Thousands of protesters have gathered in the Armenian capital to denounce the government’s perceived failure to support Armenian separatists in Nagorno-Karabakh, after the breakaway region was forced into surrender by Azerbaijan.
The protesters gathered on Wednesday at Republic Square, in the heart of Yerevan, demanding the resignation of Prime Minister Nikol Pashinyan, who presided over the defeat to Azerbaijan in a 2020 war and now the final collapse of Karabakh’s Armenian authorities.
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Opposition politicians gave speeches from a stage denouncing Pashinyan, who took power in a 2018 revolution during which he addressed rallies on the same square, while some protesters threw bottles and stones at his office and scuffled with police.
“Russia washed its hands in Artsakh, our authorities have renounced Artsakh,” opposition politician Avetik Chalabyan told the crowd, using the Armenian name for Karabakh.
“The enemy is at our doorstep. We must change authorities to change national policy,” he added.
Lawmaker Ishkhan Saghatelyan called on parliamentary opposition forces to launch an impeachment procedure against the prime minister.
Azerbaijan on Wednesday announced it had halted its offensive, which it described as a “counter-terrorism operation”, after Armenian separatist forces in Nagorno-Karabakh agreed to a ceasefire whose terms signalled the area would return to Baku’s control.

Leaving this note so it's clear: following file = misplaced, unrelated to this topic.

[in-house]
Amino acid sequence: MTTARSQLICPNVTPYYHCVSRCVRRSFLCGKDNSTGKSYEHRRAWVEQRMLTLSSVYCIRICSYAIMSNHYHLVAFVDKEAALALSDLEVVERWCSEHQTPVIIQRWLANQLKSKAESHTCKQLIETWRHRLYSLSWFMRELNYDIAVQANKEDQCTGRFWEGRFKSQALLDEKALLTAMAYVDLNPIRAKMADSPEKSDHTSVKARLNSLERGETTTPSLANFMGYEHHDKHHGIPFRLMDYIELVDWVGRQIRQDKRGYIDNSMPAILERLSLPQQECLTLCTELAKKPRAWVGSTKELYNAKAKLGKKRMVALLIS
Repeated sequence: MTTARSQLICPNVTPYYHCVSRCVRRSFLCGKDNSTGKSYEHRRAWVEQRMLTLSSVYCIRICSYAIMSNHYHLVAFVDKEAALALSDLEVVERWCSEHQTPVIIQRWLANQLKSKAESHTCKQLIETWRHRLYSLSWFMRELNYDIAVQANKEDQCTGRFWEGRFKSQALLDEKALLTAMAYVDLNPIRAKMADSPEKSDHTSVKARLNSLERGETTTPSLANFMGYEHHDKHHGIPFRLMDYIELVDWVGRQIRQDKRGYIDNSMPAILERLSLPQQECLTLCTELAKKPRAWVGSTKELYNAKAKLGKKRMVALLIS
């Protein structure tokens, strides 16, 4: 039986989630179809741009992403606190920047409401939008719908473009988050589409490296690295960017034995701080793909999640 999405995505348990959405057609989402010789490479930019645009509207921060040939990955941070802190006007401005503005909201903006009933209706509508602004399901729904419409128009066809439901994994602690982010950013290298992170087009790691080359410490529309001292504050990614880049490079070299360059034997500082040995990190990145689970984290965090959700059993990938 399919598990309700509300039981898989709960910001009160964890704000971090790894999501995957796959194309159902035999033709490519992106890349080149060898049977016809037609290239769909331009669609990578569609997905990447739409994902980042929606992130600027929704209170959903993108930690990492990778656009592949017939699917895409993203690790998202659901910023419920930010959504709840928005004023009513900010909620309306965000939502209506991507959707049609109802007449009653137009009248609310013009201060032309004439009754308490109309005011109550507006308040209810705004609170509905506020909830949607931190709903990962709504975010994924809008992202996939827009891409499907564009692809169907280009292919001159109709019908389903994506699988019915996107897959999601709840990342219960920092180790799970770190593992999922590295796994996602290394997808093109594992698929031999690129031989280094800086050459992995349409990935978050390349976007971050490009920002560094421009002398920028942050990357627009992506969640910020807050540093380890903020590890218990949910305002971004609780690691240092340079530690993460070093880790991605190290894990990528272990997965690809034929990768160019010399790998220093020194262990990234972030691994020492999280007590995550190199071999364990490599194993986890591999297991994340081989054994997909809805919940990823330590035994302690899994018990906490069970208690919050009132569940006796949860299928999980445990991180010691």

Azerbaijan said that it wanted a “smooth reintegration process” for Karabakh’s Armenians and rejected accusations that it wanted to “ethnically cleanse” the region.
Azerbaijan’s President Ilham Aliyev that his nation “restored its sovereignty” by waging an offensive against Armenian-backed separatists on its territory and signalled a possible future peace treaty with Yerevan.
“Illegal Armenian units have begun the process of withdrawal from their positions. They accepted our terms and began surrendering their arms,” Aliyev said in a televised address.
Both sides agreed to hold talks on reintegrating the breakaway territory into the rest of Azerbaijan on Thursday in the city of Yevlakh, Azerbaijan.
Aliyev said the Armenian government had, “surprisingly, showed political competence” by agreeing to the terms of the ceasefire.
“We value this … the developments that took place yesterday and today, will have a positive impact on the peace process between Azerbaijan and Armenia,” he said.
Russia, which has had peacekeeping troops on the ground in Karabakh since the end of the 2020 war, said it hoped for a “peaceful” resolution to the conflict, without mentioning a ceasefire agreement.
“We are in close contact with all the sides of the conflict: with authorities in Yerevan, with [separatist Karabakh] authorities in Stepanakert and in Baku,” President Vladimir Putin said during a meeting with China’s Foreign Minister Wang Yi.
In a statement giving an account of a phone call between Putin and the Armenian prime minister, Pashinyan, the Kremlin said the Russian president had “noted with satisfaction that it was possible to overcome the acute phase of the conflict, and welcomed the agreement … on a complete cessation of hostilities and the holding of negotiations on September 21”.
The Kremlin had already said it considered Baku’s lightning offensive an internal action on its own sovereign territory and had dismissed allegations from Armenia, Moscow’s ally, that Russian peacekeepers had done too little to protect Karabakh’s Armenian population.
Putin said Russian peacekeepers would mediate the upcoming talks between Armenian separatists and Azerbaijan on Thursday.